LONDON — Three British schoolgirls who traveled to Syria to join the Islamic State group won't be prosecuted for terrorism if they return, a senior British police officer said Tuesday.
Police chiefs also defended their handling of the case, denying a lawmaker's allegation that the failure to stop the teens was "a huge blow" to the credibility of the force.
Mark Rowley, head of counterterrorism for the Metropolitan Police, told lawmakers that "we have no evidence to support (the teens') involvement in terrorism."
The journey of the three 15- and 16-year-olds last month shocked many in Britain, left their families bewildered and highlighted the difficulty of halting the radicalization of young Muslims. Relatives say police failed to inform them that a school friend of the teens had gone to Syria in December. They say if they had they known, they would have looked for any warning signals of radicalization.
They also accused the police of not acting quickly enough once they reported the girls missing.
"I feel so let down by the police, because we gave them everything," said Sahima Begum, sister of one of the girls. "We gave them every piece of information."
The girls' relatives and senior police officers appeared before Parliament's Home Affairs Committee Tuesday as it tried to understand how three apparently smart teenagers from east London developed the desire, and the means, to travel to a region controlled by the bloodthirsty militant group.
Sahima Begum said her sister Shamima "was into normal teenage things. She used to watch 'Keeping up with the Kardashians' and things like that."
But police say the girls were being radicalized, unbeknownst to their parents. One followed many extremists on social media. Shamima Begum stole her older sister's passport and used it to travel to Turkey, and Rowley said the trio bought their plane tickets with more than 1,000 pounds ($1,500) in cash, obtained by stealing jewelry from one of the families.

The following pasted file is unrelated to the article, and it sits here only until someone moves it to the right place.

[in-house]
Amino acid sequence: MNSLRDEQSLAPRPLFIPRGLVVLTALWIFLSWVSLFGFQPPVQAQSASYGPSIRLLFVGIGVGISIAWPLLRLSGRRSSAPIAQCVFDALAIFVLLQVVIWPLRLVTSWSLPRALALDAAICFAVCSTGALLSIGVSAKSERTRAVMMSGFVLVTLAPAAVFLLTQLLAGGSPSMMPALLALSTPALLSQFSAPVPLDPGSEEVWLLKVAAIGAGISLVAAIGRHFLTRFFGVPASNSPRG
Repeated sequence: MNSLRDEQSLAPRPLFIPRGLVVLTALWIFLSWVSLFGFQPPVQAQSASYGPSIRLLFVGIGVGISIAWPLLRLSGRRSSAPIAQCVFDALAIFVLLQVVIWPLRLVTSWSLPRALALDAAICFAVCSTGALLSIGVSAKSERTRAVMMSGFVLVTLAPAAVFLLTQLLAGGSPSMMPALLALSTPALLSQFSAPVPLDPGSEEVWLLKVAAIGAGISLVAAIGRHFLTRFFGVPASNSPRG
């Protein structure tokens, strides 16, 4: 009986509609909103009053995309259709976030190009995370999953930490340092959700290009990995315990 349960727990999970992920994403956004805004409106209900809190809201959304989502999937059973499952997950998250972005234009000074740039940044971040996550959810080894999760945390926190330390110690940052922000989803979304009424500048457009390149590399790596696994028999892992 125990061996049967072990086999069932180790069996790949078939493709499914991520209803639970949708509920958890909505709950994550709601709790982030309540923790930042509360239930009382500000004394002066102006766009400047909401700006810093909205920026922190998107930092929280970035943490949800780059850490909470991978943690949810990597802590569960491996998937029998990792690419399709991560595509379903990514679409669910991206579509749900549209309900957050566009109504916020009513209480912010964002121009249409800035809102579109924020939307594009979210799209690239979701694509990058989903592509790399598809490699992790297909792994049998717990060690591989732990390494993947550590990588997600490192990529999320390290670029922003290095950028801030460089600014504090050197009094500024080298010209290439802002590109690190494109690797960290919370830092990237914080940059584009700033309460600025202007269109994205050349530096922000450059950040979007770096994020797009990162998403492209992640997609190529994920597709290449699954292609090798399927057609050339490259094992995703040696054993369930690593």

Committee chairman Keith Vaz suggested the failure to stop the girls from reaching Syria was "a huge blow to the credibility" of the Metropolitan Police. But Rowley said it was unrealistic to expect police to spot and stop radicalization "if the parents can't see changes in behavior ... if people in the community don't spot it."
The families of Shamima Begum, 15, Kadiza Sultana, 16, and 15-year-old Amira Abase are angry that they were not informed that police had spoken to their daughters shortly after their friend disappeared in December. Police interviewed the girls a second time in February and gave them letters to hand to their parents saying that police had spoken to the girls about their missing friend. The letters were not passed on.
Metropolitan Police Commissioner Bernard Hogan-Howe said he was sorry for what the families were going through and sorry they had not received the letter, but said there "was nothing more we could have done to prevent" the three girls from leaving.
Rowley said the flow of young Britons to Syria continued, with up to 700 known to have gone to join militant groups.
"That's a minimum," he said.
Britain's police and intelligence services have also been criticized for allowing Mohammed Emwazi, who has been identified as the Islamic State militant known as "Jihadi John," to slip through their net and travel to Syria, even though he had been on their radar for years.
But Foreign Secretary Philip Hammond said Tuesday that "the dedication, and in many cases the brilliance, of our intelligence officers" had kept Britain safe in the face of myriad threats, from state-sponsored aggression to terrorist groups and lone-wolf attackers.
He rejected allegations by the Muslim advocacy organization CAGE that heavy-handed attention from British spies helped radicalize Emwazi.
"The responsibility for acts of terror rests with those who commit them. But a huge burden of responsibility also lies with those who act as apologists for them," Hammond said.